STREET OF DREAMS one

A musician friend I respect told me about this new quartet — called, sweetly, STREET OF DREAMS, and I was instantly pleased by the videos below.  When I shared them with another jazz fancier — like me, a devotee of melodic improvisation — I got back a near-instant response, “Those are some tuneful cats!”  I completely agree, and think you will too.

STREET OF DREAMS two

That’s Sam Taylor, tenor saxophone; Greg Ruggiero, guitar; Aidan O’Donnell, string bass; Ben Cliness, drums.  (I’ve met and video-ed three of the four [so far Ben has been safe from me] and I am proud to know them.)

YOUNG AT HEART:

CLOSE YOUR EYES:

CORCOVADO:

DON’T GET AROUND MUCH ANYMORE:

AFTER YOU’VE GONE:

Melodists, making danceable music that is both deep and gossamer.  Those among us who play or sing know that making melody come alive is not easy. Ask Louis, ask Lester, ask Monk.  And I know that some devout jazz listeners might say that this band is less “innovative” or “adventurous” than they prefer, and I leave them to their search for what they like.

But beauty never has to innovate.  It just is.

To book this group — very new but by no means immature (!) — click here.

May your happiness increase!

WELCOME ALEX LEVIN!

I’m always delighted to learn about someone younger who has the real jazz spirit. 

Many people can play.  But not so many can really play — and there is a difference beyond the changed font. 

To get past one’s technique to be creative (without being self-indulgent); to honor the jazz tradition without being stuck in the past; to get a lovely sound out of one’s instrument; to create solos that stand on their own as artistically complete; to tell one’s story . . . that’s more rare.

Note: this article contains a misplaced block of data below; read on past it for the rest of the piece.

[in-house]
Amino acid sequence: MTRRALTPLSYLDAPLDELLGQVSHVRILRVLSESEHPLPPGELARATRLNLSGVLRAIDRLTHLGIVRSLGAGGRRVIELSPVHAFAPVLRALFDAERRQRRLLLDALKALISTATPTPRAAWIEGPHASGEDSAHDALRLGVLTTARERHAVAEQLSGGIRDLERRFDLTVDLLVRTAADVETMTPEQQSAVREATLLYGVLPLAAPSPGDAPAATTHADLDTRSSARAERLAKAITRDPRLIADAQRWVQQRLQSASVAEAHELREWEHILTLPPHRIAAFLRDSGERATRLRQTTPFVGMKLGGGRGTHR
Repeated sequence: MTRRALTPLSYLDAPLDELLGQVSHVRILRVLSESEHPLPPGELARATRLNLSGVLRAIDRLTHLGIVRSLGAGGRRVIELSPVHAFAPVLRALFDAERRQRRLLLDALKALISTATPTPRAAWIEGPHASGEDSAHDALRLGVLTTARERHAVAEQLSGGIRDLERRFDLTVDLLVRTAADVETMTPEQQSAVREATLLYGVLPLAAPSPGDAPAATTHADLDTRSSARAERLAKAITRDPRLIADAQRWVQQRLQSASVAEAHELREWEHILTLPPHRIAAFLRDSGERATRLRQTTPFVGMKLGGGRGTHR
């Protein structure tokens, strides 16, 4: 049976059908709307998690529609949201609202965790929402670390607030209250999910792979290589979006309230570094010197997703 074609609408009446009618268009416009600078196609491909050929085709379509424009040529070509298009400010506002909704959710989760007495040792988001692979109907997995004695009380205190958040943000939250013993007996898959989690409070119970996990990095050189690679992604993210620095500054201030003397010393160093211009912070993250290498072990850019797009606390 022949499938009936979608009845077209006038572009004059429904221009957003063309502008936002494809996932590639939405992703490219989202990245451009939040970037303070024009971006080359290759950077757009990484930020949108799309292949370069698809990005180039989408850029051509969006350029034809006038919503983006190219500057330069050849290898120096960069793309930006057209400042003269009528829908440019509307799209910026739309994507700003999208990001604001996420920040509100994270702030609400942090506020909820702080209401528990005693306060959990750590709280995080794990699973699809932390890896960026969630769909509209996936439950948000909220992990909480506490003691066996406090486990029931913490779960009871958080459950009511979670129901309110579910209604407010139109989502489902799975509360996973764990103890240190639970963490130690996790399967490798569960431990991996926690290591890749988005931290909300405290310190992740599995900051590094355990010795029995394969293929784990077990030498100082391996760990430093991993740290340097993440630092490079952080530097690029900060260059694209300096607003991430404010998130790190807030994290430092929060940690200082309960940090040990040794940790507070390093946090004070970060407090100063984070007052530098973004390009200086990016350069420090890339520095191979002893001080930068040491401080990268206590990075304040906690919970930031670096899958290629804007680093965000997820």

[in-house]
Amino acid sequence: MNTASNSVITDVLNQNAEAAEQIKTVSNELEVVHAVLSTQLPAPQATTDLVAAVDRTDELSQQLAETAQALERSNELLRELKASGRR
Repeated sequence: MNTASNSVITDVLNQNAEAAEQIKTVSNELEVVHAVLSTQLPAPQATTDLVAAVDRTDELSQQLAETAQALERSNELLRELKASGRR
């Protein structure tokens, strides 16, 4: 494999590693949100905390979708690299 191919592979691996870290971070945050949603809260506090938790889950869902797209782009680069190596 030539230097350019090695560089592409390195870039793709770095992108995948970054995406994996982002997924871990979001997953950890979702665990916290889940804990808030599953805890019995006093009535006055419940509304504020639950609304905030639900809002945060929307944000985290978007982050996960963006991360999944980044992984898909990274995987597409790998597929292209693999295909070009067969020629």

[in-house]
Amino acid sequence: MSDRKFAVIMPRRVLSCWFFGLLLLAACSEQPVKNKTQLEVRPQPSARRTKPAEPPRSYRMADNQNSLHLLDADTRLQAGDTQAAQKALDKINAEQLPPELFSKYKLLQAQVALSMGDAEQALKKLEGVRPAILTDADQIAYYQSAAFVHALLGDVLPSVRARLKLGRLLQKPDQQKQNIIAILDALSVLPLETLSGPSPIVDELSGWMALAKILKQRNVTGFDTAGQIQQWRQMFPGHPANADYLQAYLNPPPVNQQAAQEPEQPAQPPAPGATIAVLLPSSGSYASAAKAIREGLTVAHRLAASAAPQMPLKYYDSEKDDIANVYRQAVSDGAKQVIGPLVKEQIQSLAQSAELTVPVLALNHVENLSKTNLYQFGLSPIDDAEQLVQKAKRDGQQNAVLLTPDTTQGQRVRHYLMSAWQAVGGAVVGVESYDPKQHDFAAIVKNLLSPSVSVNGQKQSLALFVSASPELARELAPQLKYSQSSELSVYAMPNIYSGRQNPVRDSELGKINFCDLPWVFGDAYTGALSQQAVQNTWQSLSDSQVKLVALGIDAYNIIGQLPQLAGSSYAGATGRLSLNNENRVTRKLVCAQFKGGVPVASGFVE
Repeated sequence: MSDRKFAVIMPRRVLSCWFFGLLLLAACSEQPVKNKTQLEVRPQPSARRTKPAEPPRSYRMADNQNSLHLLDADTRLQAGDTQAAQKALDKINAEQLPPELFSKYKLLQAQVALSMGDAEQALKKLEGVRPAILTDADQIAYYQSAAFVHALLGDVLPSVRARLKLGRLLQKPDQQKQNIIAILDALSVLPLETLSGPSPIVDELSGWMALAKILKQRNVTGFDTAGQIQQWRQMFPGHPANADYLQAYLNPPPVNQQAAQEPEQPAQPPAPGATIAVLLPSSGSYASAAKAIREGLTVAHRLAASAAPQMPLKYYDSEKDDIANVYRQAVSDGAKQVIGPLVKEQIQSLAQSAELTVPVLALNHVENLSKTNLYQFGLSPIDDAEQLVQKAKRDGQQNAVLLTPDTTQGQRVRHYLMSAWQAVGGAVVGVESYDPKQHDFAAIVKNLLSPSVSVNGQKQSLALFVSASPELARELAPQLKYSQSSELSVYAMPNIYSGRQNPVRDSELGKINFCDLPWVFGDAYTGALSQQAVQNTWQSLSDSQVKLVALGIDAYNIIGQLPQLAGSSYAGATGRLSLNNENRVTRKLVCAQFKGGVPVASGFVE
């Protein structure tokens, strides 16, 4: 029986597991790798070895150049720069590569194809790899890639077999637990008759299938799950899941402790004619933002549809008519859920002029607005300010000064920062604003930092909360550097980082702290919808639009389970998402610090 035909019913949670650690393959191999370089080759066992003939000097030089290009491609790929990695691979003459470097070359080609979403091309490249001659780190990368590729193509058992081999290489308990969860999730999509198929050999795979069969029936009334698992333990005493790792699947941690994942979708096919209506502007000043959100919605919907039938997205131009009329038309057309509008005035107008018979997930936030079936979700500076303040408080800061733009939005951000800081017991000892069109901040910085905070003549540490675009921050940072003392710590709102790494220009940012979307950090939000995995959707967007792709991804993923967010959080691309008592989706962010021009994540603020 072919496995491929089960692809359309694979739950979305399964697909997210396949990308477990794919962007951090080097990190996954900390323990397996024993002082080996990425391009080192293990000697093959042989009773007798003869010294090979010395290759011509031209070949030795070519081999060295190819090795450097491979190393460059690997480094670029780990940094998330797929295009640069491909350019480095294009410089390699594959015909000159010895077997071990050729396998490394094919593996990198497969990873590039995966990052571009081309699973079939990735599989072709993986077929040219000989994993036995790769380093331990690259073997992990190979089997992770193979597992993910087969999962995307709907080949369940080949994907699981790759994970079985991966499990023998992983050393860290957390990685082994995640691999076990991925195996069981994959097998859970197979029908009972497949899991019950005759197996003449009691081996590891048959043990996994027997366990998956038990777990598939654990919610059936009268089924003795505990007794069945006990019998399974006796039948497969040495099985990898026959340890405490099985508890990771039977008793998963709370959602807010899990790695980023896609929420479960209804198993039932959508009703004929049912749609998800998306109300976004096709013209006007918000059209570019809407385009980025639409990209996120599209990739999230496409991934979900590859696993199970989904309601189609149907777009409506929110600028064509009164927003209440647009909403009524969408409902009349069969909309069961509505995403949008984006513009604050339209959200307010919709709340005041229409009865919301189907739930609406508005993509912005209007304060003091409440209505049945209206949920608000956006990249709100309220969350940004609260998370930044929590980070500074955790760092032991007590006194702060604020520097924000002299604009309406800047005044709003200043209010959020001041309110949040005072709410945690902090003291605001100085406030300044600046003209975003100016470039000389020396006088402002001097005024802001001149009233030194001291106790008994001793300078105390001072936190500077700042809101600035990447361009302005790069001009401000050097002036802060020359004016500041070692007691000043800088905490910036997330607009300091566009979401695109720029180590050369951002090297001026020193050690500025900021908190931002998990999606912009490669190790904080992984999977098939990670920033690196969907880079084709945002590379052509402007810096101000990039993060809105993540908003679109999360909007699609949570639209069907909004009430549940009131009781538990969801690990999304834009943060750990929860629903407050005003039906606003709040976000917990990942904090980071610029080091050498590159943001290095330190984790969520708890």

Pianist Alex Levin’s first CD shows him to be one of the rare ones.  When you visit his website — as I hope you will — you’re greeted instantly with the opening bars of a lightly graceful CHEEK TO CHEEK: http://www.alexlevinjazz.com/

You’ll admire his light touch, his lovely voicings, the way he makes the piano sing out.  And he’s got an innate rhythmic enthusiasm that makes for danceable music — without sacrificing everything for the pure push of rhythm. 

Alex says he’s been inspired by the late Herman Foster, but he doesn’t sound like one of those technically-assured people with no ideas of their own.  You know, all those Jazz-Master-Clones, well-intentioned but ultimately limited. 

The musical pleasures I am describing are to be found on his new CD, called NEW YORK PORTRAITS (its neat cover, designed by Peter Moser, is at the top).

Without making jokes, Alex is witty — catch the extended intentional detour into JEEPERS CREEPERS on CHEEK TO CHEEK, fitting perfectly.  He’s courageous, too: it takes a certain candor and openness to approach BODY AND SOUL these days, and his version stands beautifully on its own. 

Alex has surrounded himself with the best talent: bassist Michael Bates and drummer Brian Floody, and left them space to breathe, to sing their own songs.  The two originals on this CD have their own melodic gravity — and shape, and the music Alex has created will (although accessible to people who “don’t like jazz”) will reverberate pleasantly in your ears for a long time.  Check him out.

As Billie Holiday said of Jimmy Rowles — she was telling Lester Young about this new White musician, unknown to Lester (who was suspicious), “I don’t know . . . boy can blow!”  As can Alex.  

SWING OUT WITH JUST ONE CLICK: ALL MONEY COLLECTED GOES TO THE MUSICIANS!

https://www.paypal.com/cgi-bin/webscr?cmd=_s-xclick&hosted_button_id=VBURVAWDMWQAS